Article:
Online threats have become a fact of life for people who regularly use the internet. However, rather than worrying about it or waiting for potentially important details to be compromised, there a number of key points which you can consider to counter any possible threat.
Pondering the important issues and putting the right structures in place can go a long way towards making sure that you are sufficiently set up to deal with a number of threats.
Cyber criminals are constantly coming up with new and inventive ways to fool us into parting with our cash or handing over our details online.
New web threats
There was a time, not so long ago, when you could spot a malicious website a mile away. Something would always give it away, whether it was a suspicious domain name, strange wording or poor usability.
These days, the cyber criminals have become a lot savvier – and a lot more dangerous. The majority of malicious websites out there now, some 61%, are regular websites which have been compromised.*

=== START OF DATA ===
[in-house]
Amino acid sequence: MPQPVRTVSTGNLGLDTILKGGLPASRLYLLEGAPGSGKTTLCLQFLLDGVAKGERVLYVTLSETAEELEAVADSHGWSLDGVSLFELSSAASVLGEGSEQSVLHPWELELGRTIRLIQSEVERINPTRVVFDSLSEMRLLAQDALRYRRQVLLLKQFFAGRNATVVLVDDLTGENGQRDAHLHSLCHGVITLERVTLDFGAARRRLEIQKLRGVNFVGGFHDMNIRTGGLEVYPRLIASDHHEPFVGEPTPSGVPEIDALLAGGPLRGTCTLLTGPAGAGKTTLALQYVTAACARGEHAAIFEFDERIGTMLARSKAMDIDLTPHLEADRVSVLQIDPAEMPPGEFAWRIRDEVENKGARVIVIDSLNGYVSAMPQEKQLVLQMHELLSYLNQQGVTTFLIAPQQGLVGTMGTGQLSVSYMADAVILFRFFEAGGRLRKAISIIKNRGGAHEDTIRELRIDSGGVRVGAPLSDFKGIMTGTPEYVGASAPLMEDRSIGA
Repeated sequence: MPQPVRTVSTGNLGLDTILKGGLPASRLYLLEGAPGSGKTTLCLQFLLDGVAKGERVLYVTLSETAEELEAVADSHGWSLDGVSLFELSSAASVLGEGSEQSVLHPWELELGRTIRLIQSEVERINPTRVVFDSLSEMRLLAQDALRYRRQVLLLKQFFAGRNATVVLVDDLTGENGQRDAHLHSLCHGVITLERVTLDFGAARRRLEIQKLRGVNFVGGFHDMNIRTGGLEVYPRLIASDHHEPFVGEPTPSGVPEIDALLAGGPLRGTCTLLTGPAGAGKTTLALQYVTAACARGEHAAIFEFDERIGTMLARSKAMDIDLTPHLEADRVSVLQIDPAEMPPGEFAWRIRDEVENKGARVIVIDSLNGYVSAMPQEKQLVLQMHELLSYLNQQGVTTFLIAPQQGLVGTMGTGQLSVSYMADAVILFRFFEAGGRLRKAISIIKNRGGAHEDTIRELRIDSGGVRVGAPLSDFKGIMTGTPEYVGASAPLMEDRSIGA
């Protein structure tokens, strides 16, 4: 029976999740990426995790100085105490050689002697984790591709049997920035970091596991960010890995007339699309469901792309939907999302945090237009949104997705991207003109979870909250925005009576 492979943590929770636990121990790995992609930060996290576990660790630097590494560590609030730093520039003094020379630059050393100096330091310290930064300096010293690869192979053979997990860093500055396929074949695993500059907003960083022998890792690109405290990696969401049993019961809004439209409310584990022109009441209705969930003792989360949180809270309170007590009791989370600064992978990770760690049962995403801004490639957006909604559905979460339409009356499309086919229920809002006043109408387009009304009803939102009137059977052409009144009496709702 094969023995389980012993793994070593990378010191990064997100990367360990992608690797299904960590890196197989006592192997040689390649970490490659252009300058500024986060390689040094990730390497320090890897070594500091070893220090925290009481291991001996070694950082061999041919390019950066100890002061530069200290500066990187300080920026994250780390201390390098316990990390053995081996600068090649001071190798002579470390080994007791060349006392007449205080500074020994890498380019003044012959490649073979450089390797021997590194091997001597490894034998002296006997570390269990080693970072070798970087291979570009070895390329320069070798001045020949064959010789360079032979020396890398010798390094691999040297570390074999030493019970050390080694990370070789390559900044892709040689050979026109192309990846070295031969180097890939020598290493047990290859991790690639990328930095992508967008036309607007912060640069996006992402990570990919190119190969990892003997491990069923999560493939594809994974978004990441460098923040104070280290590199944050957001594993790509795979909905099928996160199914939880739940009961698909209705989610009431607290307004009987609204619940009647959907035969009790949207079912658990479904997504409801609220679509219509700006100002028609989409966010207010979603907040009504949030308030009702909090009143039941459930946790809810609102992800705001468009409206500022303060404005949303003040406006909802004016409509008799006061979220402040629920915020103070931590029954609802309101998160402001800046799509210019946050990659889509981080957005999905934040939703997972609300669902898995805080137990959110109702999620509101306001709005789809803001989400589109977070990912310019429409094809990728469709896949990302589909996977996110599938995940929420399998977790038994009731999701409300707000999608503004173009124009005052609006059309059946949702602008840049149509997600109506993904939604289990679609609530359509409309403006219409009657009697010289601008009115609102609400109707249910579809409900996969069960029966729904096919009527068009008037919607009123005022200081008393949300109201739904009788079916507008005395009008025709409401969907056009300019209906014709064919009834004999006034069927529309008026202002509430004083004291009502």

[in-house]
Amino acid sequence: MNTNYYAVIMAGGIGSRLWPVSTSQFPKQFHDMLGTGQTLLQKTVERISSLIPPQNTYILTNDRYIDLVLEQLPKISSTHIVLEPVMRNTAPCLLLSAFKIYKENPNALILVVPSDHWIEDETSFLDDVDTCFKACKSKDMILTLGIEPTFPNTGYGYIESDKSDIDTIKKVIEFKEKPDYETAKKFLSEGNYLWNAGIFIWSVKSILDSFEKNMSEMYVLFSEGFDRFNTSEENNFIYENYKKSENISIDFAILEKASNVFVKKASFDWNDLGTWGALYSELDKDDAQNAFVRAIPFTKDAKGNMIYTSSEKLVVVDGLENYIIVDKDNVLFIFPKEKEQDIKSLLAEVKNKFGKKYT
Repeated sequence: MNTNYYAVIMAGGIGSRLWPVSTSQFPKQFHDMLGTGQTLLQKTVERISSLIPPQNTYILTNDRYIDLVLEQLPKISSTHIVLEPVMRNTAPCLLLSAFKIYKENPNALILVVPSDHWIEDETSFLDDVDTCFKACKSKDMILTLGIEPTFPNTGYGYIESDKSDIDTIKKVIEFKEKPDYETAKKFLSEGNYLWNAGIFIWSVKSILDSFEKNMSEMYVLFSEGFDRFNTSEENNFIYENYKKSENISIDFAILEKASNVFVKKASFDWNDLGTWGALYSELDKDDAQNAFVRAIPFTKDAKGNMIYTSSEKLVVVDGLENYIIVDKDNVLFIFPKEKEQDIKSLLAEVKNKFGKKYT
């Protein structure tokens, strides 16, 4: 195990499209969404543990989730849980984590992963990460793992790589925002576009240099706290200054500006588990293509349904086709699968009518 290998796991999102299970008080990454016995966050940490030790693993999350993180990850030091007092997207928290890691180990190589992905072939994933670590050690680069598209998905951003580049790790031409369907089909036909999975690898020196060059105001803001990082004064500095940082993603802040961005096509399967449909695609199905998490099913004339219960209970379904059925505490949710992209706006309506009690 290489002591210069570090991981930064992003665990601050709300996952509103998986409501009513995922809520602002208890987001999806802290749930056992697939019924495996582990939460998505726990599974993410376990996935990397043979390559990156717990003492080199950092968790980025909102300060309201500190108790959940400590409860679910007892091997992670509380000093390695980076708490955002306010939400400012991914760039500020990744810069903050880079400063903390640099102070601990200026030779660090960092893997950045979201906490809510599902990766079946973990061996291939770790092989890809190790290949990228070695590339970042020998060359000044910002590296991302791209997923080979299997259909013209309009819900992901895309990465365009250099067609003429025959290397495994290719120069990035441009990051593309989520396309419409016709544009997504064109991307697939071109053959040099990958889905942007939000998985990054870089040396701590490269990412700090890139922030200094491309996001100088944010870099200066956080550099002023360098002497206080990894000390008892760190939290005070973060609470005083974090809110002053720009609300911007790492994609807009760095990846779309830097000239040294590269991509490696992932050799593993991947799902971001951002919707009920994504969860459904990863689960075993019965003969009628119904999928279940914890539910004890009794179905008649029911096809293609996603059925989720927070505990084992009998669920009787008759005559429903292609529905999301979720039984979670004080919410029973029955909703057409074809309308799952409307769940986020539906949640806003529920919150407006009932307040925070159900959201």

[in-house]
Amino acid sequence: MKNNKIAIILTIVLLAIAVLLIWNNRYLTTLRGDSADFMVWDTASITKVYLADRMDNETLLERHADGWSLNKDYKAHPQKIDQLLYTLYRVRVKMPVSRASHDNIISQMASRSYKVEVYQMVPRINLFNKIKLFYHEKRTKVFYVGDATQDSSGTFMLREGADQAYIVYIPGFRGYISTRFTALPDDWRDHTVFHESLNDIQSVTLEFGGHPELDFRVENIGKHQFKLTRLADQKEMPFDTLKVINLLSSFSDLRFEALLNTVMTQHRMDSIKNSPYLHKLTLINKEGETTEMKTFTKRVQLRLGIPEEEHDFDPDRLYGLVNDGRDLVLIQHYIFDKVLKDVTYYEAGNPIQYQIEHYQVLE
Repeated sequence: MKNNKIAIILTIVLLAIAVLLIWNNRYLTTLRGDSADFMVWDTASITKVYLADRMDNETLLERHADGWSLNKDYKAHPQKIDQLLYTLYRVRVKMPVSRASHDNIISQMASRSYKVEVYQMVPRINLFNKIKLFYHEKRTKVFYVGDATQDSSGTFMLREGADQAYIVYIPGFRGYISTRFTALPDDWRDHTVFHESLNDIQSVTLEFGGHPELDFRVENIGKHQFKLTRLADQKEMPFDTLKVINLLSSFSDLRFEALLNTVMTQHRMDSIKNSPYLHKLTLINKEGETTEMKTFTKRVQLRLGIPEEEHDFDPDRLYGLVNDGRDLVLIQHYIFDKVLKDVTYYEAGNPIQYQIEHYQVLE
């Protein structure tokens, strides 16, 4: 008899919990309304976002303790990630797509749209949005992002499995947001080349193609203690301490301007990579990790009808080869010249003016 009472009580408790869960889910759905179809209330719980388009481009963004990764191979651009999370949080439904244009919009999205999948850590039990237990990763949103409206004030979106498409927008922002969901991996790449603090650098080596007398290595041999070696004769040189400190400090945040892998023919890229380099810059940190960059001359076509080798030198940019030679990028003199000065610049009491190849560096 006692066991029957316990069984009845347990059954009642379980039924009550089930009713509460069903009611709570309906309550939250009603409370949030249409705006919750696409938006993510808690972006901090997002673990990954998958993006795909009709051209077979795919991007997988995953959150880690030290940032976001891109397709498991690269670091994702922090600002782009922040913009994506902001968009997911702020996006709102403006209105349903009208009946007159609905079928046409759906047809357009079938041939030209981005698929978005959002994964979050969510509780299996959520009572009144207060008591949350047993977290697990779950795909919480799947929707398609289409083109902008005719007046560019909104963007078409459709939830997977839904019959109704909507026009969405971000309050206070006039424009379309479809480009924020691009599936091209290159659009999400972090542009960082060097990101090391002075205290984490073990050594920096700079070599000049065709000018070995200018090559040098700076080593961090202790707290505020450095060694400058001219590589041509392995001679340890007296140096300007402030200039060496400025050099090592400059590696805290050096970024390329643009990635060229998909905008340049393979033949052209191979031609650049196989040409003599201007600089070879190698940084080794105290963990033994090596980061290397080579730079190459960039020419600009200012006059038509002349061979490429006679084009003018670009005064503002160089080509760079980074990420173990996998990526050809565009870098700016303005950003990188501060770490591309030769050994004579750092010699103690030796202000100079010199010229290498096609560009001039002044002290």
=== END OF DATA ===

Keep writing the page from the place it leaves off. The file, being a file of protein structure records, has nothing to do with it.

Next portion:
Any website has the potential to be compromised by malware, especially if its web security was poor to begin with.
Putting your faith in a website?
The most paranoid of web users will probably treat every website they come across with an air of suspicion; even the most well-known and most widely used sites out there.
A little paranoia online can certainly come in handy but there are ways to tell if your suspicions are justified or completely unfounded.
This is generally done by checking to see if a website has an SSL certificate. Short for Secure Sockets Layer, this is a form of web protocol that protects and secures a website.
Before you enter any kind of information or personal details on a website, it’s vital to check whether it has an SSL certificate – but how do you do this?
How to check for an SSL certificate
There are two ways to check whether a website has an SSL certificate. Firstly, if a website’s URL begins with ‘https’ rather than the usual ‘http’, you can trust that it’s secure.
Secondly, a more common and obvious way of checking is to look for the padlock symbol or green bar at the start of the address bar. This isn’t just a picture to let you know a website is secure; clicking on the symbol will provide details of the site’s security, including which web security firm provides the protection.
If nothing happens when you click on the padlock, leave the website as it’s probably fraudsters trying to fool you into thinking the site’s secure when it isn’t.
Still feeling a little paranoid? Visit the CA/Browser Forum to see which security companies are implementing extended verification SSL certificates – a more rigorous security validation process designed to further combat phishing and malware.
*Statistics taken from Norton Safe Web data